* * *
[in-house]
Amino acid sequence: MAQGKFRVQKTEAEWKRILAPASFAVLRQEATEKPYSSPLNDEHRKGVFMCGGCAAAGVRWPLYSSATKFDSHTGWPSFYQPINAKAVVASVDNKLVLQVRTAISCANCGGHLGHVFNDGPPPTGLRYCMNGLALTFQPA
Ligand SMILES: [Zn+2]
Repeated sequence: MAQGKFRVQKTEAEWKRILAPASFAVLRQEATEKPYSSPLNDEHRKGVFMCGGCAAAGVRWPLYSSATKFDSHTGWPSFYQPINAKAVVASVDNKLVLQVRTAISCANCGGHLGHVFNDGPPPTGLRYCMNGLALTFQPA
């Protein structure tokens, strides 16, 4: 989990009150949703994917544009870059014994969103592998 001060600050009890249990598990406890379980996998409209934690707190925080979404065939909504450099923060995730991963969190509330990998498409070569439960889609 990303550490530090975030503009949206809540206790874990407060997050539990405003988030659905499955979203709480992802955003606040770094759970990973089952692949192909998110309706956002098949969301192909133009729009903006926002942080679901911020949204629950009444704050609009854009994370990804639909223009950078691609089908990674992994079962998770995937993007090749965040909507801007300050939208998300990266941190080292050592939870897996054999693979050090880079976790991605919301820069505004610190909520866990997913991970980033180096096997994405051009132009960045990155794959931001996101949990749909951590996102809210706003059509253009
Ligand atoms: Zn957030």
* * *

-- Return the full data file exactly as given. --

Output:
[in-house]
Amino acid sequence: MAQGKFRVQKTEAEWKRILAPASFAVLRQEATEKPYSSPLNDEHRKGVFMCGGCAAAGVRWPLYSSATKFDSHTGWPSFYQPINAKAVVASVDNKLVLQVRTAISCANCGGHLGHVFNDGPPPTGLRYCMNGLALTFQPA
Ligand SMILES: [Zn+2]
Repeated sequence: MAQGKFRVQKTEAEWKRILAPASFAVLRQEATEKPYSSPLNDEHRKGVFMCGGCAAAGVRWPLYSSATKFDSHTGWPSFYQPINAKAVVASVDNKLVLQVRTAISCANCGGHLGHVFNDGPPPTGLRYCMNGLALTFQPA
């Protein structure tokens, strides 16, 4: 989990009150949703994917544009870059014994969103592998 001060600050009890249990598990406890379980996998409209934690707190925080979404065939909504450099923060995730991963969190509330990998498409070569439960889609 990303550490530090975030503009949206809540206790874990407060997050539990405003988030659905499955979203709480992802955003606040770094759970990973089952692949192909998110309706956002098949969301192909133009729009903006926002942080679901911020949204629950009444704050609009854009994370990804639909223009950078691609089908990674992994079962998770995937993007090749965040909507801007300050939208998300990266941190080292050592939870897996054999693979050090880079976790991605919301820069505004610190909520866990997913991970980033180096096997994405051009132009960045990155794959931001996101949990749909951590996102809210706003059509253009
Ligand atoms: Zn957030």